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New stream of funding to restore East Lancashire's rivers
RIVER campaigners have received £1.4million to help restore several pollution-hit waterways across East Lancashire and beyond, the Lancashire Telegraph can reveal.
Three major projects, marshalled by the Ribble Rivers Conservation Trust, will benefit from the Environment Agency cash injection.
And an array of native species, from otters to crayfish, kingfishers and merlins, should thrive thanks to improved habitats, through the Catchment Restoration Fund assistance.
The money will be used to build on clean-up efforts which have already made the area’s rivers the least polluted for decades.
Jack Spees, the trust’s director, said: “This funding represents exceptional opport-unities for the Ribble Catchment.
“The funding is predominately for physical works to improve the rivers and streams to the benefit of all their inhabitants, including people and wildlife, such as fish, otters and birds.”
Parts of the Ribble and Hodder Valleys are set to be targeted by one initiative, which aims to turn back the clock on years of industrial pollution in, and around, Skirden Beck, near Sawley, and Easington, a little further north, Stock Beck, in Barnoldswick, and the River Loud, at Chipping.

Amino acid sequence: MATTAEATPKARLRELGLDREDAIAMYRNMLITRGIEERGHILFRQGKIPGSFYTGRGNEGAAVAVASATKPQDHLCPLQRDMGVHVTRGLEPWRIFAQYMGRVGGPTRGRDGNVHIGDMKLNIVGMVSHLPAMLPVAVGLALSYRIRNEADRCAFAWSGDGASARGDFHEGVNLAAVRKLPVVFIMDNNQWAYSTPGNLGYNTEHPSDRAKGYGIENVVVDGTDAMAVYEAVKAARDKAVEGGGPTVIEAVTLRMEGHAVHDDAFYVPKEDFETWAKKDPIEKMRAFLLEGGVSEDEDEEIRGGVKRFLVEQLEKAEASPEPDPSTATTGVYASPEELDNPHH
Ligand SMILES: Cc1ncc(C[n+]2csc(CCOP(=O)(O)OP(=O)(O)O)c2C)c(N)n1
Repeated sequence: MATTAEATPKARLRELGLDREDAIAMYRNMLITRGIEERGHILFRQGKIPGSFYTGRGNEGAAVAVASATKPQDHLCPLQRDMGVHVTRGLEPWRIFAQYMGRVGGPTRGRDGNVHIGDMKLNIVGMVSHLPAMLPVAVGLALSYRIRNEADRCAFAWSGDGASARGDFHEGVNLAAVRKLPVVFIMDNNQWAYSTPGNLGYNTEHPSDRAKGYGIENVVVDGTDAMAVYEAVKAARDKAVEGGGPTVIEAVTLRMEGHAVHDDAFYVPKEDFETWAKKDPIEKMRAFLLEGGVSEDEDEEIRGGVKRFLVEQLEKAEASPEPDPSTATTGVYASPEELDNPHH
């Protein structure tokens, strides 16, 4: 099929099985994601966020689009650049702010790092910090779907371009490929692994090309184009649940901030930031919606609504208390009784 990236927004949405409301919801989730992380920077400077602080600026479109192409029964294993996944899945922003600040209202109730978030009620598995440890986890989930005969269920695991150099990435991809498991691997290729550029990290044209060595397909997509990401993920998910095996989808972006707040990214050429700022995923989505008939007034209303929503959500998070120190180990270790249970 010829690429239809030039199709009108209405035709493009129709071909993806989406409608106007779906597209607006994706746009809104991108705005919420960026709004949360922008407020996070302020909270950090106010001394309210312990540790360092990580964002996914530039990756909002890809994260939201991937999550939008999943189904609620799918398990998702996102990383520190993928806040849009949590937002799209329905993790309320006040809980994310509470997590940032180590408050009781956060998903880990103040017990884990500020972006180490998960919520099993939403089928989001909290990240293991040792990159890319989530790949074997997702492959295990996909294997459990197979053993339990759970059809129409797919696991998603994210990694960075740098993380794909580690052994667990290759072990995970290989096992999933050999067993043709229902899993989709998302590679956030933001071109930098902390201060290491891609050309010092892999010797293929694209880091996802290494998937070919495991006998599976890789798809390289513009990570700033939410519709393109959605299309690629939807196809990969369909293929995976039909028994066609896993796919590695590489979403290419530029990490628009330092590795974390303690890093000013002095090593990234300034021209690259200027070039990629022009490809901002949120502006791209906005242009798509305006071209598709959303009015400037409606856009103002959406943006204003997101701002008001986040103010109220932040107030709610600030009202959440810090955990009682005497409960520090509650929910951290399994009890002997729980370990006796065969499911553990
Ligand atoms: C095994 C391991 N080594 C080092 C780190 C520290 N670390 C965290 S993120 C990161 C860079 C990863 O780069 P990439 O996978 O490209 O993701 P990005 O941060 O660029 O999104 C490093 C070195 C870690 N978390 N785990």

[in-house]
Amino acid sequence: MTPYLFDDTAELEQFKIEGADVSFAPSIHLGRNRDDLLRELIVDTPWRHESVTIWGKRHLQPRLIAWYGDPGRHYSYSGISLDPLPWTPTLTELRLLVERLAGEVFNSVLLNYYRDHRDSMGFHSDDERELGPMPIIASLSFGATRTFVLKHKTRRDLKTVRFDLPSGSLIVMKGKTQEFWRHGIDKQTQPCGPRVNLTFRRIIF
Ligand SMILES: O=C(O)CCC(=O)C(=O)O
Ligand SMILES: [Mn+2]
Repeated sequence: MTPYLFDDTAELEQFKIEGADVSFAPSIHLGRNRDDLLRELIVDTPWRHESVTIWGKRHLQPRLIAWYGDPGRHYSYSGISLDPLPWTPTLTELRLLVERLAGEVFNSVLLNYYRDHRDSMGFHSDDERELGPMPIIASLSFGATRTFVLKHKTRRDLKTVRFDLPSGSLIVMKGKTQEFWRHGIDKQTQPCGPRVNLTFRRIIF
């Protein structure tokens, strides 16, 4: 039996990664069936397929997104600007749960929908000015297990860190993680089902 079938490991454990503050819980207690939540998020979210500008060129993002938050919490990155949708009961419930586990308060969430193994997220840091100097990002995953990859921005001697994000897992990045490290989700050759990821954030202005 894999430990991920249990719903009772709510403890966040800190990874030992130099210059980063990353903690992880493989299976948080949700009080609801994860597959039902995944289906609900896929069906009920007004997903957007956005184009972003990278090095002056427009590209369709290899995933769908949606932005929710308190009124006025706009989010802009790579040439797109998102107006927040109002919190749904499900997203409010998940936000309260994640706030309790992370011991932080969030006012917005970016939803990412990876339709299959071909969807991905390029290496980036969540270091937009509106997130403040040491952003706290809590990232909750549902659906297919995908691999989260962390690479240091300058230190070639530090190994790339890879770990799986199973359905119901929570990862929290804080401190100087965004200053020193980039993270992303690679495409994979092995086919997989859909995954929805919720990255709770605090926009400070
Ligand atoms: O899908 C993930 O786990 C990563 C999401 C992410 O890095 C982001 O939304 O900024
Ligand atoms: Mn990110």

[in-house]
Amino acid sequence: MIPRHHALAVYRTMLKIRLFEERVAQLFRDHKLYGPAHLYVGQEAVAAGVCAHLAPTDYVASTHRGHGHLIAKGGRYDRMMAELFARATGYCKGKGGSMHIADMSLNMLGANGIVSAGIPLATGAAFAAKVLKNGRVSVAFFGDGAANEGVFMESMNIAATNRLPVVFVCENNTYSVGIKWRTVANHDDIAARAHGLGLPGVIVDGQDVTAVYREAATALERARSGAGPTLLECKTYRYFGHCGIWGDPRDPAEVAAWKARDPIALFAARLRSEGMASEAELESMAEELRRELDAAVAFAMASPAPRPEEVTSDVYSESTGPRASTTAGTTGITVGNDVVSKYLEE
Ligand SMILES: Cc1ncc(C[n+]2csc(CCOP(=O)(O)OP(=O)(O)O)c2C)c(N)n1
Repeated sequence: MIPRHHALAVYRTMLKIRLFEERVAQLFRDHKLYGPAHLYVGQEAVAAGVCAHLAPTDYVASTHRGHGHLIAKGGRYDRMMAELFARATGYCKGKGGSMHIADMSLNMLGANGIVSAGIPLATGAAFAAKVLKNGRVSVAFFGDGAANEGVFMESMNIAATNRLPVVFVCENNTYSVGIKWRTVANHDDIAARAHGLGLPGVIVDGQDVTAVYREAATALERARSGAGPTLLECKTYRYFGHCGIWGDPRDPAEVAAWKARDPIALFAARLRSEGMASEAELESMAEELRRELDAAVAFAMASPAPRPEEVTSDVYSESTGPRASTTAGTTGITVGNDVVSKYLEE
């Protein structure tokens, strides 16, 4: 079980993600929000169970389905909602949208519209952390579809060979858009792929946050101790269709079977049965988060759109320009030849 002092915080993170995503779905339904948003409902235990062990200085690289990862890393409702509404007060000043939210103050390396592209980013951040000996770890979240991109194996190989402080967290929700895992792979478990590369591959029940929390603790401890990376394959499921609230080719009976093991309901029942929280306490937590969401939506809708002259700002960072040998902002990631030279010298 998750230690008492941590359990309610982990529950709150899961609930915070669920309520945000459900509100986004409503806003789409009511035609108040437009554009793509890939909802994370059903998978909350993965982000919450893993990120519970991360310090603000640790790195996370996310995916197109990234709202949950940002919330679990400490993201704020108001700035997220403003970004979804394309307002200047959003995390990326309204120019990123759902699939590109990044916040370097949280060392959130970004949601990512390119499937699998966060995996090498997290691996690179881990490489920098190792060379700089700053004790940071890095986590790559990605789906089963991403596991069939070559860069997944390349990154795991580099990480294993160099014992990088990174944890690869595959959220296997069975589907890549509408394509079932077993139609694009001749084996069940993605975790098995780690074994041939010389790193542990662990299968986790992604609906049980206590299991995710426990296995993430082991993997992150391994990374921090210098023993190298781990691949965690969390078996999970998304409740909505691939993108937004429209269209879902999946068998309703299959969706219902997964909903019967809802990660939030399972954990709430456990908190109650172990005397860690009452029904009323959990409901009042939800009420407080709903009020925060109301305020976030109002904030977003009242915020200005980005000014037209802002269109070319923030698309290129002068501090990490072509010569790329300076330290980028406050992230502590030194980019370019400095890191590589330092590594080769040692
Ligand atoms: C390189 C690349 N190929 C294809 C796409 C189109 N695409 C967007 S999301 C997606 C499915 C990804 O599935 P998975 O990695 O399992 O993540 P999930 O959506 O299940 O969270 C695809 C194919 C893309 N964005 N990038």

And Colne Water, similarly affected by a legacy of pollution, will benefit from another scheme, which will not only improve the river’s urban aspect, but also encourage landowners and farm- ers further downstream, and upstream, to upgrade the waterway’s habitats, enabling fish to migrate more easily.
Like a great deal of the trust’s recent work, the conservationists will be looking to involve local communities in their efforts and promote the tourism advantages of healthy rivers and streams.
The trust, which has installed two fish passes in the centre of Burnley, and is behind efforts to reintr-oduce fish life to the town, has funding for a third project, further afield.
Limestone Ribble seeks to address the management of moorlands, at the upper end of the river’s catchment area, which should also create more riverside woodlands.